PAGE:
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Does anyone know when the Champignon Sauvage will be closed in June?

Duncan has promised to take me there for my birthday, but the website mentions a closure in June, unfortunately without specific dates...

They are closed for 3 weeks in June - can't remember if David said they were going in 2 weeks time or 3. Just call

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  • 2 months later...
Does anyone know when the Champignon Sauvage will be closed in June?

Duncan has promised to take me there for my birthday, but the website mentions a closure in June, unfortunately without specific dates...

We eventually got le Champignon Sauvage mid July.

David offered to cook for us, so although we were shown the menus, this was just for show; we just had to pick some wine and then sit back and receive course after course of sublime food. Also another highlight of the evening was being able to sit and chat with David after the meal: it really is great to talk to someone so enthusiastic about his food and cooking.

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  • 1 month later...

Here's the meal that I enjoyed back in July - some of this is off menu:

Amuse, Vichyssoise of lovage, salt Pollock mousse, olive oil poached Pollock.

Seared scallop, Jerusalem artichoke puree, globe artichokes.

Cornish lobster , cauliflower puree,raw cauliflower, hickory smoked almonds and bladder campion.

Line caught sea bass, squid trotter and tomato confit compote, sea purslane.

Kid cannelloni, land cress puree, goats curds.

Wood pigeon, warm salad of turnips,seared brisket and Hereford snails, hazelnut emulsion.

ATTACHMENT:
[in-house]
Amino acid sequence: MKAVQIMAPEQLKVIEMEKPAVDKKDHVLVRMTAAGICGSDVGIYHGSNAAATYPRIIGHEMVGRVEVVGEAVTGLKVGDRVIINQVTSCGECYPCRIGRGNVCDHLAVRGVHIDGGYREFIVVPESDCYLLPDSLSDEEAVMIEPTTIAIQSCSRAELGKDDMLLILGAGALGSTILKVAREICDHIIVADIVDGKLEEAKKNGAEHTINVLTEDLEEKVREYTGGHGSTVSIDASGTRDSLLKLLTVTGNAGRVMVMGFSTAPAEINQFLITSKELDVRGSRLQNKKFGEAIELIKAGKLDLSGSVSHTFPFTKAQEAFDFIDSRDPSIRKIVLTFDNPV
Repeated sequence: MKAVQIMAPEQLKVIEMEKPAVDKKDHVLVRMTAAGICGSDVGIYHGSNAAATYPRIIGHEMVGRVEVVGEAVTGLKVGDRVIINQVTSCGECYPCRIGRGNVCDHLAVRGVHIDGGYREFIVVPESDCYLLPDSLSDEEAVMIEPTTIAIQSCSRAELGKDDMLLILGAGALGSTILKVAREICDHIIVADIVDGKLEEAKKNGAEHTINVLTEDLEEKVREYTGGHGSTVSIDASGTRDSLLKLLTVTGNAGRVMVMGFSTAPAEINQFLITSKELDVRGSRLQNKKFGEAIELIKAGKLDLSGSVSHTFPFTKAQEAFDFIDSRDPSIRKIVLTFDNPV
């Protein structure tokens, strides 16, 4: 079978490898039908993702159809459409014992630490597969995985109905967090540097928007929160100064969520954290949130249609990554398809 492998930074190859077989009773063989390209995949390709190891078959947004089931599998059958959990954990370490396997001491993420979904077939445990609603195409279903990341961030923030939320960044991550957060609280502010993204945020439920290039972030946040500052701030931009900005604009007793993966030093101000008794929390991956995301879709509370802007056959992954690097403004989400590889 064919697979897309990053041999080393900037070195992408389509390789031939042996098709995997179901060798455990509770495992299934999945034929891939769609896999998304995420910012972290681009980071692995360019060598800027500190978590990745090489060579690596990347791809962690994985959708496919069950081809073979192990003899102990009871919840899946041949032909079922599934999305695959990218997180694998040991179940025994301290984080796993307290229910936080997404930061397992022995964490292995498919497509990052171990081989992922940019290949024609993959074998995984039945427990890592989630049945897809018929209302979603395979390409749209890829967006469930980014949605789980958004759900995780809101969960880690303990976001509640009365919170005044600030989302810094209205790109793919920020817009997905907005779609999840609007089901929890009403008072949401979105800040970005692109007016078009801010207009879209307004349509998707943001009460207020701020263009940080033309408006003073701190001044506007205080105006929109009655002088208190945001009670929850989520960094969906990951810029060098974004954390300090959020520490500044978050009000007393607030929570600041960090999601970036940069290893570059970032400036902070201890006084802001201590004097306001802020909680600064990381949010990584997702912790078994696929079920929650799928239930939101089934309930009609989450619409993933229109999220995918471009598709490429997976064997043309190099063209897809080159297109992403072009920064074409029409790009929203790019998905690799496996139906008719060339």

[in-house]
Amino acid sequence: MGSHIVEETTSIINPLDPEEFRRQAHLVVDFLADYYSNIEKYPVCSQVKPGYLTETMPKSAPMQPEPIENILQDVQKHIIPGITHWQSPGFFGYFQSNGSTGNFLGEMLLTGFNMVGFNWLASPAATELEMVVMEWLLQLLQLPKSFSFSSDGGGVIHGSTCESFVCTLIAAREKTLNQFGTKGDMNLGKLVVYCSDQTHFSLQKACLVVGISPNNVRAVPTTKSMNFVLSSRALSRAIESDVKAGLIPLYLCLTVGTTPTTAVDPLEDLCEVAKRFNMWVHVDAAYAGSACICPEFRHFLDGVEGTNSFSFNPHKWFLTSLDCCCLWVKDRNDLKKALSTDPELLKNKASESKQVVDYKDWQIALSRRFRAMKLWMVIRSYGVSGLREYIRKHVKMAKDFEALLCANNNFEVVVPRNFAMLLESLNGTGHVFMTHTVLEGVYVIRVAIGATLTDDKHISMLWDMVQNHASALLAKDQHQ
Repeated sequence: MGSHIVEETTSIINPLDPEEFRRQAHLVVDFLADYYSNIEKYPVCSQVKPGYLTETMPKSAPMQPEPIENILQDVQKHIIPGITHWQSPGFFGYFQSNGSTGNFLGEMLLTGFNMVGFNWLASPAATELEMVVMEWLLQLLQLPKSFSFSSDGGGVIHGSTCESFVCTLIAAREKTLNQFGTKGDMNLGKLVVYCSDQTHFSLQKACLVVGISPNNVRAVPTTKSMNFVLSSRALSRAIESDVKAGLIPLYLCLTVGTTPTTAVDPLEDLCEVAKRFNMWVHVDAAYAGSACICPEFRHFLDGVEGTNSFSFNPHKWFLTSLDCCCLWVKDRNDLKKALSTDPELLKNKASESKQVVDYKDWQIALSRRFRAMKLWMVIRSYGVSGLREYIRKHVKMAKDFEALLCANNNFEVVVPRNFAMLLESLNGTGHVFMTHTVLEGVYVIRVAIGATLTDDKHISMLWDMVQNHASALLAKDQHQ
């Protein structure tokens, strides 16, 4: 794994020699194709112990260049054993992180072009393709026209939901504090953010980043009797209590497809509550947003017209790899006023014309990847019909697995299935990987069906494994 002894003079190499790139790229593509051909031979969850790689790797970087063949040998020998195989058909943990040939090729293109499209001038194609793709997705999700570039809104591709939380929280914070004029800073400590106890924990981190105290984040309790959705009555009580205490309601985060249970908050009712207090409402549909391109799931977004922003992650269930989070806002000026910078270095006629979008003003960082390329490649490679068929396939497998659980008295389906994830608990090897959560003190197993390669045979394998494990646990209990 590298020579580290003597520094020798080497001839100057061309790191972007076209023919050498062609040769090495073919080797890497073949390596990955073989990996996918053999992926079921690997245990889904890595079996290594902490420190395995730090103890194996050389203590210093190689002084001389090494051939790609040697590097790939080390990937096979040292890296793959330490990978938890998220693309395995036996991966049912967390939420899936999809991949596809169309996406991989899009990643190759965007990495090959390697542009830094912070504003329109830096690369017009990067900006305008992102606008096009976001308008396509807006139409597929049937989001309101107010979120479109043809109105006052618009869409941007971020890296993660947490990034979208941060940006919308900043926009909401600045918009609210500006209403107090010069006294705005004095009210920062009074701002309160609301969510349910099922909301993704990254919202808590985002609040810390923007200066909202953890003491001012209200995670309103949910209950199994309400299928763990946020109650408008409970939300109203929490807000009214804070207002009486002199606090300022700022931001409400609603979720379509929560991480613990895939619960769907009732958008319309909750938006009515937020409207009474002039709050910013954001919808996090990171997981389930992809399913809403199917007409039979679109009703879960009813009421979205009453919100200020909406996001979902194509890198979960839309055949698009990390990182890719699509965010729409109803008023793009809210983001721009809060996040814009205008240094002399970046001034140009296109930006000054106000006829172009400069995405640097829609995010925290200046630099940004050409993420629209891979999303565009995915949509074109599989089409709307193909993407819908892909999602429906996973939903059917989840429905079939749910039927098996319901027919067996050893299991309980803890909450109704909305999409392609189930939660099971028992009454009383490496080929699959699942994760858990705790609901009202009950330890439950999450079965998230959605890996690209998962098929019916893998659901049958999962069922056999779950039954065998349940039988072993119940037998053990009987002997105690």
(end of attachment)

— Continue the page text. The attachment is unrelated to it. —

Cinderford lamb, pea puree, peas, onion braised with eucalyptus.

Rose geranium scented rice pudding, English raspberries,

lemon verbena ice cream.

Molasses parfait, bergamot cream, orange and liquorice sorbet.

It was certainly one of the best meals I've had so far this year and may well end up as No 1 of 2007. David E-M is in a class of his own in my opinion and as gingerchef says, somehow he just keeps on getting better all the time.

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  • 4 weeks later...

Another outstanding meal but this time we went at lunchtime. The temptation of the a la carte was too much so we skipped over the set menu.

Lots to recommend but the highlight for me was the salted chicory root parfait with bitter chocolate sorbet. I'm not normally a dessert person but the sorbet was brilliant and I could have eaten a bucketful. Yet again I stared at the wine list agog at the (extremely low) prices.

Quick run down of the dishes......

Cheese gougeres

Squid and Gloucestershire Old Spot Pork

Foie Gras, ham hock and Guinea fowl terrine

Scallops with roasted globe artichoke and jerusalem artichoke puree

Pigeon - can't remember what with as I was too busy eating my.....

....Dexter rump with aubergine and salted oranges (I think salted oranges are much nicer than salted lemons)

Muscovado parfait with bergamot cream

Salted chicory root parfait with vanilla rice pudding and bitter chocolatte sorbet

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  • 3 months later...

The grass is always greener!! I would love to go to Le Champignon Sauvage, and many others, bit of a trek for me though. But I know I have a few places near me people dawn sarff would love to visit too!! I'm thinking of starting taking trips out to places though. I would like to visit Purnells in Birmingham, I'm just under 2 hrs from Birmingham, so can easily get there for lunch. I just need to have a look for train times to Cheltnenham now!!!

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  • 2 weeks later...